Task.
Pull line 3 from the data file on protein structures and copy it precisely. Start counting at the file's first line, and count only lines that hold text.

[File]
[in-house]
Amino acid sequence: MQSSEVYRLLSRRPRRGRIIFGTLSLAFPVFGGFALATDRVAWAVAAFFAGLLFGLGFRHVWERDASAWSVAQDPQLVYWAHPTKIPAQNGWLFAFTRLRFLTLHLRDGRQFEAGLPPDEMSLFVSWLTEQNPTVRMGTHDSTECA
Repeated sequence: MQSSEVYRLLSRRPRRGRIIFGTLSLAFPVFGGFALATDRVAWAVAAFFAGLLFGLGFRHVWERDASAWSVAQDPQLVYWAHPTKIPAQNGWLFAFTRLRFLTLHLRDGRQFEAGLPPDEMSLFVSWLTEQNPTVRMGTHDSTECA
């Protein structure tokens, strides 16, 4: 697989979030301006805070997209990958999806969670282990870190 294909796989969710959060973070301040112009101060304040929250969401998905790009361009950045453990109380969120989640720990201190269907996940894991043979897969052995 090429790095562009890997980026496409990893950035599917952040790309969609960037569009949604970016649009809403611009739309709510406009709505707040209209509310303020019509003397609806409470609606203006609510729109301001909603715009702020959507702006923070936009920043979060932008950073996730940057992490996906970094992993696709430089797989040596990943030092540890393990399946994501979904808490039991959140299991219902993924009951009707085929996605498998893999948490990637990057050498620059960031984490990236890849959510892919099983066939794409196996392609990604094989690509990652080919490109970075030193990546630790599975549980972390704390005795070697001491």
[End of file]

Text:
Repeated sequence: MQSSEVYRLLSRRPRRGRIIFGTLSLAFPVFGGFALATDRVAWAVAAFFAGLLFGLGFRHVWERDASAWSVAQDPQLVYWAHPTKIPAQNGWLFAFTRLRFLTLHLRDGRQFEAGLPPDEMSLFVSWLTEQNPTVRMGTHDSTECA